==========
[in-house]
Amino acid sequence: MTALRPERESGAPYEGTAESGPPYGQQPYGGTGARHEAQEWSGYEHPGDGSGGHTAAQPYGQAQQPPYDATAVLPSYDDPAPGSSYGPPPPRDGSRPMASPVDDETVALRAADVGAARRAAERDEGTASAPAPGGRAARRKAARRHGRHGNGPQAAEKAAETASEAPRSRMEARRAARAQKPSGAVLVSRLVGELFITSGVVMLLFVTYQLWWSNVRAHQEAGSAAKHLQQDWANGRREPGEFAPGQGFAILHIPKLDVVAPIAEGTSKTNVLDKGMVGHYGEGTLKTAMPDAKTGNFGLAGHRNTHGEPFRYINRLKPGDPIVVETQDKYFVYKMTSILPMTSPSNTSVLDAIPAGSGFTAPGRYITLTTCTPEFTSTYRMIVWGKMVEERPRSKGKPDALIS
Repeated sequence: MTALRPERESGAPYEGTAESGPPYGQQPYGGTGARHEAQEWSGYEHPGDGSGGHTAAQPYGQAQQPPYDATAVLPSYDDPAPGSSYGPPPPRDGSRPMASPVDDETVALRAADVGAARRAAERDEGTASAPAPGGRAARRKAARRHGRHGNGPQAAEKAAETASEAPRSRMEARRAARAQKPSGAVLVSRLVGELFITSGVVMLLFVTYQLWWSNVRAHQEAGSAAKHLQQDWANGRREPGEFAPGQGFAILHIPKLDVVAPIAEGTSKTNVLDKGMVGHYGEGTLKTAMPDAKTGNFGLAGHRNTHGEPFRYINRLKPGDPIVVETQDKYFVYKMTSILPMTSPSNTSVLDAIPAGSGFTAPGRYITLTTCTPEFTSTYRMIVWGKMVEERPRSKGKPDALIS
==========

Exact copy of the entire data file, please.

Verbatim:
[in-house]
Amino acid sequence: MTALRPERESGAPYEGTAESGPPYGQQPYGGTGARHEAQEWSGYEHPGDGSGGHTAAQPYGQAQQPPYDATAVLPSYDDPAPGSSYGPPPPRDGSRPMASPVDDETVALRAADVGAARRAAERDEGTASAPAPGGRAARRKAARRHGRHGNGPQAAEKAAETASEAPRSRMEARRAARAQKPSGAVLVSRLVGELFITSGVVMLLFVTYQLWWSNVRAHQEAGSAAKHLQQDWANGRREPGEFAPGQGFAILHIPKLDVVAPIAEGTSKTNVLDKGMVGHYGEGTLKTAMPDAKTGNFGLAGHRNTHGEPFRYINRLKPGDPIVVETQDKYFVYKMTSILPMTSPSNTSVLDAIPAGSGFTAPGRYITLTTCTPEFTSTYRMIVWGKMVEERPRSKGKPDALIS
Repeated sequence: MTALRPERESGAPYEGTAESGPPYGQQPYGGTGARHEAQEWSGYEHPGDGSGGHTAAQPYGQAQQPPYDATAVLPSYDDPAPGSSYGPPPPRDGSRPMASPVDDETVALRAADVGAARRAAERDEGTASAPAPGGRAARRKAARRHGRHGNGPQAAEKAAETASEAPRSRMEARRAARAQKPSGAVLVSRLVGELFITSGVVMLLFVTYQLWWSNVRAHQEAGSAAKHLQQDWANGRREPGEFAPGQGFAILHIPKLDVVAPIAEGTSKTNVLDKGMVGHYGEGTLKTAMPDAKTGNFGLAGHRNTHGEPFRYINRLKPGDPIVVETQDKYFVYKMTSILPMTSPSNTSVLDAIPAGSGFTAPGRYITLTTCTPEFTSTYRMIVWGKMVEERPRSKGKPDALIS